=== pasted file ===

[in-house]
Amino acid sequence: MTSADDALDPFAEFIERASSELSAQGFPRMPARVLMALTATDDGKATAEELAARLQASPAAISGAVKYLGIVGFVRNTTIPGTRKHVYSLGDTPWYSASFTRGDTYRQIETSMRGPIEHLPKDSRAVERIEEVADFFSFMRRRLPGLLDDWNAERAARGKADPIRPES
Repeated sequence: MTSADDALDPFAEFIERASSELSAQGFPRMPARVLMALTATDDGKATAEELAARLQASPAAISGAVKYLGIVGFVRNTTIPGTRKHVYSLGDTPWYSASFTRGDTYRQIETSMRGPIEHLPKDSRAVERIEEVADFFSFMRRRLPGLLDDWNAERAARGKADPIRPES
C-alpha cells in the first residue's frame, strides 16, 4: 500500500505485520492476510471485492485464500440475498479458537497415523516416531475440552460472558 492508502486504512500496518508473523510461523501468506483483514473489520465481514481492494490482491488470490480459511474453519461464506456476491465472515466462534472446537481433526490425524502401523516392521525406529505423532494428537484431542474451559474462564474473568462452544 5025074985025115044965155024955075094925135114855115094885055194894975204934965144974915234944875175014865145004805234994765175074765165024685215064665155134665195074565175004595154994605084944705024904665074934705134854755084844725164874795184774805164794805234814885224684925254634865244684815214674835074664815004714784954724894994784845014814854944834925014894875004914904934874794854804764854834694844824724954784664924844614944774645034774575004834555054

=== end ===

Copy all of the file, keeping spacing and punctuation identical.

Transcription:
[in-house]
Amino acid sequence: MTSADDALDPFAEFIERASSELSAQGFPRMPARVLMALTATDDGKATAEELAARLQASPAAISGAVKYLGIVGFVRNTTIPGTRKHVYSLGDTPWYSASFTRGDTYRQIETSMRGPIEHLPKDSRAVERIEEVADFFSFMRRRLPGLLDDWNAERAARGKADPIRPES
Repeated sequence: MTSADDALDPFAEFIERASSELSAQGFPRMPARVLMALTATDDGKATAEELAARLQASPAAISGAVKYLGIVGFVRNTTIPGTRKHVYSLGDTPWYSASFTRGDTYRQIETSMRGPIEHLPKDSRAVERIEEVADFFSFMRRRLPGLLDDWNAERAARGKADPIRPES
C-alpha cells in the first residue's frame, strides 16, 4: 500500500505485520492476510471485492485464500440475498479458537497415523516416531475440552460472558 492508502486504512500496518508473523510461523501468506483483514473489520465481514481492494490482491488470490480459511474453519461464506456476491465472515466462534472446537481433526490425524502401523516392521525406529505423532494428537484431542474451559474462564474473568462452544 5025074985025115044965155024955075094925135114855115094885055194894975204934965144974915234944875175014865145004805234994765175074765165024685215064665155134665195074565175004595154994605084944705024904665074934705134854755084844725164874795184774805164794805234814885224684925254634865244684815214674835074664815004714784954724894994784845014814854944834925014894875004914904934874794854804764854834694844824724954784664924844614944774645034774575004834555054